Rule 41, the FBI and the Power to Probe
The Feds can peer into your computer and life.
What do hackers, Internet thieves, terrorist groups and other cyber criminals have in common?
They don't play by the rules.
They will hack, attack, mislead, spread viruses and take over computers to do their dastardly deeds, without concern for the law or their victims. Internet crime and cyberespionage has dramatically increased over the years.
So, it's only fitting that a recent (December 2016) change to United States Federal guidelines designed to track down online bad guys revolves around a rule.
Rule 41 to be exact.
Starting in early December of 2016, the Federal Bureau of Investigation (FBI) and other legal organizations were granted more leeway into peering into public and private networks in search of suspected online criminals.
The permission was granted with the amending of Rule 41, a change recommended and presented to, and approved by, the U.S. Supreme Court. Rule 41 is one of the many Federal Rules of Criminal Procedure. The amendment recommendation came from a group of federal judges whose job it is to recommend such changes.
Rule 41 makes law enforcement happier.
The FBI is and other law agencies are pleased with their new powers. The rule change takes the limits off previous investigative procedures that, in the FBI's view, prevented them from tracking down genuine Internet criminals and exposing online threats.
Before the change, the FBI or any police or investigative group could request a warrant to gain permission to essentially "hack" the computers of suspected criminals. However, they had to limit their investigation to the district or area where the warrant was issued.
The new change to Rule 41 allows the FBI to hack into computers wherever they might be located. The government claims they have a perfectly legitimate reason for needing that extra power. Hacking isn't a one hacker/one victim scenario, they say. Most often, hackers and cyber-terrorists take over computers across the country to spread the attack, make the attack larger in scale and hide their own involvement.
After all, hackers don't want to get caught. They don't leave simple digital "breadcrumbs" investigators can follow to track the hackers down.
And certainly, as you probably agree, most citizens would want their law enforcement officials to catch the bad guys—terrorists, hacker groups, credit card thieves, data thieves and credit account/money thieves—using any means possible.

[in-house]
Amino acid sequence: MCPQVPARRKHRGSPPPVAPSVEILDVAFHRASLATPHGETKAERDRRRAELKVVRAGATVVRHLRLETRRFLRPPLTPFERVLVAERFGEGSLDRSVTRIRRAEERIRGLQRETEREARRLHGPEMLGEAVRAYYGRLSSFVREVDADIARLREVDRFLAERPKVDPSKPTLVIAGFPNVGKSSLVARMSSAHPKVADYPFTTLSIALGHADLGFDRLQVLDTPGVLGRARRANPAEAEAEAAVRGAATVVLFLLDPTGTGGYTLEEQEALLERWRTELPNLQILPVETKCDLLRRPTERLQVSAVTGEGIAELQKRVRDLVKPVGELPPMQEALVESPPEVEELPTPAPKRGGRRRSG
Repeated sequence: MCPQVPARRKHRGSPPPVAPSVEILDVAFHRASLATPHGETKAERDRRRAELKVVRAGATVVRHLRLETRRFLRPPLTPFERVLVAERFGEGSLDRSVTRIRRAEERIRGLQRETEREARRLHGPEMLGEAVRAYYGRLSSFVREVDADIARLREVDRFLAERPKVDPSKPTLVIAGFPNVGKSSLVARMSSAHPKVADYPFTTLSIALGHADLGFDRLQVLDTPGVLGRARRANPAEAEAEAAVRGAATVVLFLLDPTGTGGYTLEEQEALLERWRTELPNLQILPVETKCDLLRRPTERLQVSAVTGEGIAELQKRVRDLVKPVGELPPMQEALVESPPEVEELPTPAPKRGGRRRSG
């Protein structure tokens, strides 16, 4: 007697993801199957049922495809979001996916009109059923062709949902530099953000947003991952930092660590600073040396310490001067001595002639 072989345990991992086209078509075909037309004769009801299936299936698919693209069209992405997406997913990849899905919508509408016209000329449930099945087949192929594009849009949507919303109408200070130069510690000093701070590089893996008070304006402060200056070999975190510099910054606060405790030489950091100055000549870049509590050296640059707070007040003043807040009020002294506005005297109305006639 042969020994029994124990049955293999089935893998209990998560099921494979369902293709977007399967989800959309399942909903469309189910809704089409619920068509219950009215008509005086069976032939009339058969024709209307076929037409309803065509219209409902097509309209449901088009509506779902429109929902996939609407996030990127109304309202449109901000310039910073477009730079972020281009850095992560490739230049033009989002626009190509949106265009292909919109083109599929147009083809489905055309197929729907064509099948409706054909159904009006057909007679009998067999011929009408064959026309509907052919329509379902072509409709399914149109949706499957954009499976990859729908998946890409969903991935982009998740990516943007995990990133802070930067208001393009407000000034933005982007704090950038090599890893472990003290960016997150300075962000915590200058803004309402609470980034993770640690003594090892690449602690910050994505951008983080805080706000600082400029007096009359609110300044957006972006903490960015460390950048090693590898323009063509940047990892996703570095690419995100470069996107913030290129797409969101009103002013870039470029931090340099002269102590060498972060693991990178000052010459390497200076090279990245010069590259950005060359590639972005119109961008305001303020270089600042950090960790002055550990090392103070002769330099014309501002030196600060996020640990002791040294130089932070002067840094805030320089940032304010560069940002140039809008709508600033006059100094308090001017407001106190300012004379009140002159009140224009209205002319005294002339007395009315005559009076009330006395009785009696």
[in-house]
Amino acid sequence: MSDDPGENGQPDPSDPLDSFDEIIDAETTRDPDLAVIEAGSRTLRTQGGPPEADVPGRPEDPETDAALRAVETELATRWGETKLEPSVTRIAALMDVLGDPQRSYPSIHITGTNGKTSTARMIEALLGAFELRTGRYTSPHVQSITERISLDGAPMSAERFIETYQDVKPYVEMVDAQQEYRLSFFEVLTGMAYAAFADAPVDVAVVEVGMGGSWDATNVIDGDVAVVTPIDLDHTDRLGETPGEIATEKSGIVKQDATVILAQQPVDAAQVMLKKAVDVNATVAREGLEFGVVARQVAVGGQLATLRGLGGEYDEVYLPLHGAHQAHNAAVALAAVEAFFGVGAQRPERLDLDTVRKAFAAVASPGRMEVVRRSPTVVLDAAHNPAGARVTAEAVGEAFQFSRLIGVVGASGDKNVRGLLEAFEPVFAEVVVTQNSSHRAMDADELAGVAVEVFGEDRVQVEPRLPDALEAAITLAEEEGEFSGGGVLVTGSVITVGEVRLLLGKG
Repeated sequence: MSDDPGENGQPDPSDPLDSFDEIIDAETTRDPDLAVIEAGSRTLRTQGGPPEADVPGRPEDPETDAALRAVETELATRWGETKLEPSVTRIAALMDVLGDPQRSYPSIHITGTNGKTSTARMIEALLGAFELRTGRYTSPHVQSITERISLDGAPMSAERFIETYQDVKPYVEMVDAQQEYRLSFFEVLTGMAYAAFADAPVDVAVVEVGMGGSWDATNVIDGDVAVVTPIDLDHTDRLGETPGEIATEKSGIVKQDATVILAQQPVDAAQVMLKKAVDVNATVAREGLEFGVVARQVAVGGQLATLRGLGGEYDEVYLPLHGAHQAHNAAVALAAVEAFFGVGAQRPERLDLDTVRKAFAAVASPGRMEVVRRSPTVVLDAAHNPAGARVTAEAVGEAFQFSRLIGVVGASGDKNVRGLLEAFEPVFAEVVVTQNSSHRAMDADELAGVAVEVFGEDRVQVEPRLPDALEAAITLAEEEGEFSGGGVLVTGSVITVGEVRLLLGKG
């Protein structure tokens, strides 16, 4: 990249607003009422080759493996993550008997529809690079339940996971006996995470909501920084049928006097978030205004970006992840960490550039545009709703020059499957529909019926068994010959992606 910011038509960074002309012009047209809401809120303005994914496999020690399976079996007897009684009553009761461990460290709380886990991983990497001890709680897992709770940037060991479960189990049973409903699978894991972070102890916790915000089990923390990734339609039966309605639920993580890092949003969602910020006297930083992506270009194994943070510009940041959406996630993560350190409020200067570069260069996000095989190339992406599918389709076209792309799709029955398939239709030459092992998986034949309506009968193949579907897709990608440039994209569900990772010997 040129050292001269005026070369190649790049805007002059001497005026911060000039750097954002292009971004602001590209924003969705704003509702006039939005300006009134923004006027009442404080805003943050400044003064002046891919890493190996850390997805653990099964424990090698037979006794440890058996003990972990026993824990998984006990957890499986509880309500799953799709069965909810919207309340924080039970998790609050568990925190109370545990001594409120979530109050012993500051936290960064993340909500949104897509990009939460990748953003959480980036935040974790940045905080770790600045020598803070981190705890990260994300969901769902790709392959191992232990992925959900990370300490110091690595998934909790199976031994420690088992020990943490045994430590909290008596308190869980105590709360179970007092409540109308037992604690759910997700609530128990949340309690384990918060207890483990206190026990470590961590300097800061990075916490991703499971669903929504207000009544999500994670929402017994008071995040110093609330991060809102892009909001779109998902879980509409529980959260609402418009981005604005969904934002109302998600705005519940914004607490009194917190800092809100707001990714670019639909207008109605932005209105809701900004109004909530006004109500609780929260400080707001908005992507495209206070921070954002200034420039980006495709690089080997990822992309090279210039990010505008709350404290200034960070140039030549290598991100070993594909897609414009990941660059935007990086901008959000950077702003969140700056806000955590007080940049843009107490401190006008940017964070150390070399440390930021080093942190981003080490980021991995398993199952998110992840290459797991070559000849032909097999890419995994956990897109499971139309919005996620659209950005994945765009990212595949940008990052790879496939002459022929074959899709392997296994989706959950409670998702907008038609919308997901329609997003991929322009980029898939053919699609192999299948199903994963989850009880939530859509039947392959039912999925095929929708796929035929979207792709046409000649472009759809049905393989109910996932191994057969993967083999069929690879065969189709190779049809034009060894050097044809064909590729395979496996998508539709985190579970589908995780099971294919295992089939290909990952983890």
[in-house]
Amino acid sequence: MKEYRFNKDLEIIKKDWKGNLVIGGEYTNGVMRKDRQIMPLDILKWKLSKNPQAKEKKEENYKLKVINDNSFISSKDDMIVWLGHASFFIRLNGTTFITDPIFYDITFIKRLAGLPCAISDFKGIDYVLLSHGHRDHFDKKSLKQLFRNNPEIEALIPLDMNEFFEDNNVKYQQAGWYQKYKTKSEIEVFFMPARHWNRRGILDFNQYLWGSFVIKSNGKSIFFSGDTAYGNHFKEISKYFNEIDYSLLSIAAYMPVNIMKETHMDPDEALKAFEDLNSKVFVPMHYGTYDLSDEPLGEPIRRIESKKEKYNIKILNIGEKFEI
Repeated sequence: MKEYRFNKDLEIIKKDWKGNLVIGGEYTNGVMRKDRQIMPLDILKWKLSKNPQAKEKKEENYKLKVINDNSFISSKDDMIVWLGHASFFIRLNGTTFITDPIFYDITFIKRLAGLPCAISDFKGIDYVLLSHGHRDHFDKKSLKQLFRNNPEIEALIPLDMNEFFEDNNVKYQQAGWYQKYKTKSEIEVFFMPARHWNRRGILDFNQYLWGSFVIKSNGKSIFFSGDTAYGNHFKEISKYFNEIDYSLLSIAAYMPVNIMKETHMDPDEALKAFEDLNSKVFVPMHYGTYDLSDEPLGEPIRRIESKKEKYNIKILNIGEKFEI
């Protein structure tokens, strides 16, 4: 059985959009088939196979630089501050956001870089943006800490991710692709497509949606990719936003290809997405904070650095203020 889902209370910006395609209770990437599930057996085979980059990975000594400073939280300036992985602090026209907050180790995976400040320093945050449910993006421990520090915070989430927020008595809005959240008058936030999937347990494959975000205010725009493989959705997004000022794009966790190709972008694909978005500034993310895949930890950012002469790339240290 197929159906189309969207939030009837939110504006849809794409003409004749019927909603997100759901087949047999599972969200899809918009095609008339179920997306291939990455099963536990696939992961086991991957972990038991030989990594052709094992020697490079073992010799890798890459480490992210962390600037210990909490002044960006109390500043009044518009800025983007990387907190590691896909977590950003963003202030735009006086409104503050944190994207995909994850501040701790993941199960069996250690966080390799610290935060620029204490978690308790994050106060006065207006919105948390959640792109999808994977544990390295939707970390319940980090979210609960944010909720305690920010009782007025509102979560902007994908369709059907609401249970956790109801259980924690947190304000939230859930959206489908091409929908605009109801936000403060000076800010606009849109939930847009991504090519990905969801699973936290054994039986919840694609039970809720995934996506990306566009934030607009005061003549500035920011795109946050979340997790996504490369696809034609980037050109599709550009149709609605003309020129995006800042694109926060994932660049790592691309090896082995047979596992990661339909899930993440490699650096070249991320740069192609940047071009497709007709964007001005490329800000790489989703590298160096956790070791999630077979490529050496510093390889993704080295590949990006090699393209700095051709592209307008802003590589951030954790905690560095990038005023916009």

Why are some people are upset and worried?
Many groups who monitor the Internet and privacy rights of citizens are anything but happy and aren't welcoming the change. The see the increased powers as a severe threat to our Internet privacy.
They recognize that the FBI and other law enforcement agencies will search multiple computers across the country with one warrant signed authorized by one judge. Privacy activist say, sure, the old rule may have limited the Feds' power to investigate, but at least it kept law enforcement in check and prevented them from abusing their powers.
Now, privacy activists say, the FBI and law enforcement has been given permission to abuse the privacy of all individuals.
Abusing the rights of innocent citizens.
It isn't just the broader geographical scope that has privacy groups concerned. It's also the invasive powers that the FBI and law enforcement can use more often and more forcefully.
By obtaining a computer "search" warrant from nearly any judge, privacy activists say, law enforcement can...
- hack into citizens' computers and attempt to zero in on their location if they are using a virtual private network (VPN) or Tor, an anonymous browser
- hack into citizen computers that were affected by (meaning, taken over) by botnet attacks—that's where malware in someone's computer allows a hacker to manipulate it
In other words, law enforcement can rifle through your computer files like they might rifle through your underwear draw. There goes your sense of privacy.
Rule 41 is "live."
The Supreme Court has approved the change and it's in effect until, and unless, the U.S. Congress decides to enact legislation to overturn it.
But that hasn't happened yet.
There are a handful of online Internet freedom and privacy groups that have promised to keep pressure on lawmakers to change the rule. They claim that it is a "dangerous expansion" of the governments' investigation and surveillance powers.
So, as of now the newly revised Rule 41 is in effect.
We can only hope that the government's intentions are only for your good and that they value the privacy of the all the citizens they're sworn to protect.